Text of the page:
Made Men

Made Men (1999)
Sony Pictures Home Entertainment
Cast: James Belushi, Vanessa Angel, Timothy Dalton
Extras: Commentary Track, Outtakes, TV Spots and Trailer

And once again we have a classic case of a movie that has been misrepresented by the studio, for some reason cloaking its real nature behind a presentation that has little or nothing to do with the movie’s original intentions. This time it is Columbia TriStar’s "Made Men" that is hiding in an Amaray keepcase, grazed by some ugly and inappropriate artwork that creates very unsuitable expectations for the film. It was only the fact that James Belushi is one of the credited stars in the movie that I decided to give it a check-up. Boy, am I glad I did, because "Made Men" turns out to be a furious and humorous action thriller with a wildly clever script that jolts the viewer from side to side from the first to the last second. A movie so wild and riotous that you never know what you know, that every minute something new happens that turns your supposed knowledge of the story’s details upside down.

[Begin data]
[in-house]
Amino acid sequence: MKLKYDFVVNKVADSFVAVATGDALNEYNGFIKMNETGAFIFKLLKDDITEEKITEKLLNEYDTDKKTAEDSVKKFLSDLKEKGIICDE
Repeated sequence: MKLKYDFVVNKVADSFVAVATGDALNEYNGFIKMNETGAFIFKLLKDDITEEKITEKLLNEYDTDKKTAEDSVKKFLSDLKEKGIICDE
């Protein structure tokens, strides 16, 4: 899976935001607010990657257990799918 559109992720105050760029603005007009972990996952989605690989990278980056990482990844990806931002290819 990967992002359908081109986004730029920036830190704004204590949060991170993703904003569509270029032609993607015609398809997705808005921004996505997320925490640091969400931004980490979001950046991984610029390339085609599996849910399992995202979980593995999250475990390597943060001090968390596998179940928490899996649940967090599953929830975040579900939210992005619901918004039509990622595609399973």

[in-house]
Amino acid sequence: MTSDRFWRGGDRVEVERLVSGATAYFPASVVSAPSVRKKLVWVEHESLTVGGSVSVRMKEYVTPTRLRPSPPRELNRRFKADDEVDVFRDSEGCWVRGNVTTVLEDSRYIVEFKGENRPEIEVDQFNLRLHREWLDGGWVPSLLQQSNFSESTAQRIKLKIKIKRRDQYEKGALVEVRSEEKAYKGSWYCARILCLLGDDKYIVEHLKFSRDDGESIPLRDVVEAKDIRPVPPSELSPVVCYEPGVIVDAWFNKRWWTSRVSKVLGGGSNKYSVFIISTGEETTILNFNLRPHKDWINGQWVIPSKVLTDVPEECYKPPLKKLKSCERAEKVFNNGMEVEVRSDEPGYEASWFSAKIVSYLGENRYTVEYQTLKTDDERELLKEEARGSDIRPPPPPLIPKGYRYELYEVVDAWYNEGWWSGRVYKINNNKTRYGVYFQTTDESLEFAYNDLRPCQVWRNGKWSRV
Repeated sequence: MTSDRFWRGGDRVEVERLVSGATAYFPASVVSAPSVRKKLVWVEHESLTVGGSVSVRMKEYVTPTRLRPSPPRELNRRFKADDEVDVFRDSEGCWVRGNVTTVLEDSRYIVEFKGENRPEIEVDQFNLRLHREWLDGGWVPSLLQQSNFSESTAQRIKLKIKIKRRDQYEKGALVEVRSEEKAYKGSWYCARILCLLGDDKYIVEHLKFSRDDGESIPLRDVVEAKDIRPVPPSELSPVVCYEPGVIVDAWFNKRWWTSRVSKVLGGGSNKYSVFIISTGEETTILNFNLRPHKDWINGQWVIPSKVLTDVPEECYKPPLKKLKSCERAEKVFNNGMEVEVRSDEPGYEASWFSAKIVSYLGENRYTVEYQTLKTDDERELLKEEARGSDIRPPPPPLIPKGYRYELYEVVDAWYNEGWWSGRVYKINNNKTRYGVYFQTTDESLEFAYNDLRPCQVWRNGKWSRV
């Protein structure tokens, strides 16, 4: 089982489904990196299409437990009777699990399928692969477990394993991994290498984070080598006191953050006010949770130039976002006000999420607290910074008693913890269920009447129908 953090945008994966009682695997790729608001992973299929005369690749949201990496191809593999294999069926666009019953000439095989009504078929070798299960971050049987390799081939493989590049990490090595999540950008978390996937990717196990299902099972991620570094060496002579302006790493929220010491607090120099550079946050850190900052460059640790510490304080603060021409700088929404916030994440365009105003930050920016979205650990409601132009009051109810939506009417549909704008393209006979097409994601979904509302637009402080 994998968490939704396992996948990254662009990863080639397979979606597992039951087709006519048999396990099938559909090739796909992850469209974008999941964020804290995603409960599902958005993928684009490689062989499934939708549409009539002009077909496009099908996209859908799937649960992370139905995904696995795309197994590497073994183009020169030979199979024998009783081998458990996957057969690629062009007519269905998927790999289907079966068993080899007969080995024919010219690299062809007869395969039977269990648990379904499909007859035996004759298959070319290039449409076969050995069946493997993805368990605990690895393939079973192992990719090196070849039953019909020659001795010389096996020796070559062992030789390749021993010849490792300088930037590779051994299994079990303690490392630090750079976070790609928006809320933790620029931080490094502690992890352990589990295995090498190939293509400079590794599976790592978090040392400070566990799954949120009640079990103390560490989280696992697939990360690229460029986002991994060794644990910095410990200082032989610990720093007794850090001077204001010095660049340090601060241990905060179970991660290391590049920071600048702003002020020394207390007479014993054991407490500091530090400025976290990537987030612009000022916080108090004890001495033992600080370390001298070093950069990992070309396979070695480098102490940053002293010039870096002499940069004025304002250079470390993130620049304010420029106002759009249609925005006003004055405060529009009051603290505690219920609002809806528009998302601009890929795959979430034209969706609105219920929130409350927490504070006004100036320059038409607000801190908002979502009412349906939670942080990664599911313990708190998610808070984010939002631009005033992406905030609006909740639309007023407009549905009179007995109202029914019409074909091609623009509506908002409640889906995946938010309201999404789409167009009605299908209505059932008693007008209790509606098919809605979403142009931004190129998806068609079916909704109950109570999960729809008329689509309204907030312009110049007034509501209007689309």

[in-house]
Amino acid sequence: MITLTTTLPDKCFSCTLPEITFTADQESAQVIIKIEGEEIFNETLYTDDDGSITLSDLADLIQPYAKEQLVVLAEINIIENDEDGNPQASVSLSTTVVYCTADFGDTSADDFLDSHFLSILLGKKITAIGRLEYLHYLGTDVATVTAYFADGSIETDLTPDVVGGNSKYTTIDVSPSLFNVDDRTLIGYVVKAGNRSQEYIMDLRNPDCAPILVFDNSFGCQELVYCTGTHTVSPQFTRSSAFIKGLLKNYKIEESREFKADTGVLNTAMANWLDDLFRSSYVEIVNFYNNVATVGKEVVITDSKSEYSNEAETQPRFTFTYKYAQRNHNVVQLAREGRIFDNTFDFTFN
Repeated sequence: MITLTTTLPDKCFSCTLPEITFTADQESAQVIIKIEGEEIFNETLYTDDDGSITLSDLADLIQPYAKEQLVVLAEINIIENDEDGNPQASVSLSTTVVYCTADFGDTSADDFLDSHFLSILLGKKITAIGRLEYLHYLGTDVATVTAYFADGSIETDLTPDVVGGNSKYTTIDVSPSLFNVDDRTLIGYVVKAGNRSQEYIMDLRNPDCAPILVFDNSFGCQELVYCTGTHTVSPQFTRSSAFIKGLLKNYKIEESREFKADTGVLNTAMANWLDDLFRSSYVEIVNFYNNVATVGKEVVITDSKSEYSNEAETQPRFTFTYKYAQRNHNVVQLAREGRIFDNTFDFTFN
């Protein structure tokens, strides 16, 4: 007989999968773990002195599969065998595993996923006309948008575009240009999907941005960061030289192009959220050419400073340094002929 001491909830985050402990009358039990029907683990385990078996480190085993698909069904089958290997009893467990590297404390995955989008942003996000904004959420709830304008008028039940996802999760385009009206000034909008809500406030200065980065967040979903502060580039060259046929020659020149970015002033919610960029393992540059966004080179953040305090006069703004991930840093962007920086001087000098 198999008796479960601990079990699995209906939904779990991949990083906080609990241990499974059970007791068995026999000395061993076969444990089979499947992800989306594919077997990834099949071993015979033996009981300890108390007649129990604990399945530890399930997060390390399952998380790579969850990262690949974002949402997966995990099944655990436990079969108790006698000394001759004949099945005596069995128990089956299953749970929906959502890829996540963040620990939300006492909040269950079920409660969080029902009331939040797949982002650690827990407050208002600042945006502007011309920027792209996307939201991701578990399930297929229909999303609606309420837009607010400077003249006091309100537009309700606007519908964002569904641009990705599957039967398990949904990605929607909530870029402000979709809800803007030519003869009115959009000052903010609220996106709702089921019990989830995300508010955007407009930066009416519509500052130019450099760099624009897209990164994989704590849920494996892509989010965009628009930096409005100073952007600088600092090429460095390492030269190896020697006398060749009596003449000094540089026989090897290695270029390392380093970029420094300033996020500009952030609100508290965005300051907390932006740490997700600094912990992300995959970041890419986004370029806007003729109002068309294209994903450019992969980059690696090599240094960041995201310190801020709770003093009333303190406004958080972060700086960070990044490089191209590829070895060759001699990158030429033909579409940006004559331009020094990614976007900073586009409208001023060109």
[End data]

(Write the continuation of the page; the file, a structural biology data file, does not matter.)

Bill Manucci (James Belushi) is an ex-criminal in the Federal Witness Protection Program. He has given up his previous identity and with his wife Debra (Vanessa Angel) he lives in the tranquil small town of Harmony, a town of a meager 803 souls, where everyone knows everyone and his past is truly a thing of the past.

Or so it seems, until one day a group of mobster hitmen enter his house and it turns out that Bill has actually been stealing $12 million from his former employer before he disappeared. Now that his cover has been blown, his only chance to survive is to keep the hitmen searching for the money as long as possible, so that he can think of a plan to escape. But these tough guys have their own agenda and put Bill through their torturous mangle, having their own methods of making him speak. Too bad they are interrupted by a local redneck sheriff (Timothy Dalton) who is not particularly fond of the suspicious gang, and starts trailing them. But Bill’s loaded mouth gets them all into even more trouble and eventually bullets start to fly everywhere they turn, while everyone takes a shot at Bill, trying to figure out where he stashed the money.